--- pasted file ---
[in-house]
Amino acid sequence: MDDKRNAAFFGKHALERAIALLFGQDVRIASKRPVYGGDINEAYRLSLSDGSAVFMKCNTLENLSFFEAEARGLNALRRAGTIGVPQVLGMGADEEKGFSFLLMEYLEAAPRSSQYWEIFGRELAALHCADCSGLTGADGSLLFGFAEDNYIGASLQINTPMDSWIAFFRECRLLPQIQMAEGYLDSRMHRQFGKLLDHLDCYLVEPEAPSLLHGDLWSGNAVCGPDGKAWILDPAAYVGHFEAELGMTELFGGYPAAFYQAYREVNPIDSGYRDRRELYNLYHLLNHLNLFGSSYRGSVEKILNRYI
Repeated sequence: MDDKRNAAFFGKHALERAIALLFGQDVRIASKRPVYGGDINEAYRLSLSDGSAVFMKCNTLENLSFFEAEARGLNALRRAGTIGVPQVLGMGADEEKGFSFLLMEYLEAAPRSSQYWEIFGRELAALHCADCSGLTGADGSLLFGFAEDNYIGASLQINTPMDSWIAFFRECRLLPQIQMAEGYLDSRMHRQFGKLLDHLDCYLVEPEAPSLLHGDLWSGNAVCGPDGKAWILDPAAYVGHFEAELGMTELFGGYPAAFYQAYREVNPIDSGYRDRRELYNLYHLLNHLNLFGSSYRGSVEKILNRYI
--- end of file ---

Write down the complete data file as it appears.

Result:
[in-house]
Amino acid sequence: MDDKRNAAFFGKHALERAIALLFGQDVRIASKRPVYGGDINEAYRLSLSDGSAVFMKCNTLENLSFFEAEARGLNALRRAGTIGVPQVLGMGADEEKGFSFLLMEYLEAAPRSSQYWEIFGRELAALHCADCSGLTGADGSLLFGFAEDNYIGASLQINTPMDSWIAFFRECRLLPQIQMAEGYLDSRMHRQFGKLLDHLDCYLVEPEAPSLLHGDLWSGNAVCGPDGKAWILDPAAYVGHFEAELGMTELFGGYPAAFYQAYREVNPIDSGYRDRRELYNLYHLLNHLNLFGSSYRGSVEKILNRYI
Repeated sequence: MDDKRNAAFFGKHALERAIALLFGQDVRIASKRPVYGGDINEAYRLSLSDGSAVFMKCNTLENLSFFEAEARGLNALRRAGTIGVPQVLGMGADEEKGFSFLLMEYLEAAPRSSQYWEIFGRELAALHCADCSGLTGADGSLLFGFAEDNYIGASLQINTPMDSWIAFFRECRLLPQIQMAEGYLDSRMHRQFGKLLDHLDCYLVEPEAPSLLHGDLWSGNAVCGPDGKAWILDPAAYVGHFEAELGMTELFGGYPAAFYQAYREVNPIDSGYRDRRELYNLYHLLNHLNLFGSSYRGSVEKILNRYI